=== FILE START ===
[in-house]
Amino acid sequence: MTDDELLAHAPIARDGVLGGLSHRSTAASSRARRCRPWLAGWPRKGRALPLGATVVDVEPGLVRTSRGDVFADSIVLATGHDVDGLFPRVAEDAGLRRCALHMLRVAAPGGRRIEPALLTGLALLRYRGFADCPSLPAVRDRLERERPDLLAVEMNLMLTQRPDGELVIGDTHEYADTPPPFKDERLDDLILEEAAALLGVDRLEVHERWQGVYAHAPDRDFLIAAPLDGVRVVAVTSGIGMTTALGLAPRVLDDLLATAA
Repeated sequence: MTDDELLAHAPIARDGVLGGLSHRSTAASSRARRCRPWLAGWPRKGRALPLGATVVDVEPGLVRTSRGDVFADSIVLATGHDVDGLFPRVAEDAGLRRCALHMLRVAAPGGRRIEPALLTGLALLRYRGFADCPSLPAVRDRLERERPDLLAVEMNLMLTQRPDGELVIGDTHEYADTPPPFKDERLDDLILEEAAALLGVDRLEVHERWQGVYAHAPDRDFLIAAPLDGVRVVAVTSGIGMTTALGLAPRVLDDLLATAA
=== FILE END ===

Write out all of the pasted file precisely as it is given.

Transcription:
[in-house]
Amino acid sequence: MTDDELLAHAPIARDGVLGGLSHRSTAASSRARRCRPWLAGWPRKGRALPLGATVVDVEPGLVRTSRGDVFADSIVLATGHDVDGLFPRVAEDAGLRRCALHMLRVAAPGGRRIEPALLTGLALLRYRGFADCPSLPAVRDRLERERPDLLAVEMNLMLTQRPDGELVIGDTHEYADTPPPFKDERLDDLILEEAAALLGVDRLEVHERWQGVYAHAPDRDFLIAAPLDGVRVVAVTSGIGMTTALGLAPRVLDDLLATAA
Repeated sequence: MTDDELLAHAPIARDGVLGGLSHRSTAASSRARRCRPWLAGWPRKGRALPLGATVVDVEPGLVRTSRGDVFADSIVLATGHDVDGLFPRVAEDAGLRRCALHMLRVAAPGGRRIEPALLTGLALLRYRGFADCPSLPAVRDRLERERPDLLAVEMNLMLTQRPDGELVIGDTHEYADTPPPFKDERLDDLILEEAAALLGVDRLEVHERWQGVYAHAPDRDFLIAAPLDGVRVVAVTSGIGMTTALGLAPRVLDDLLATAA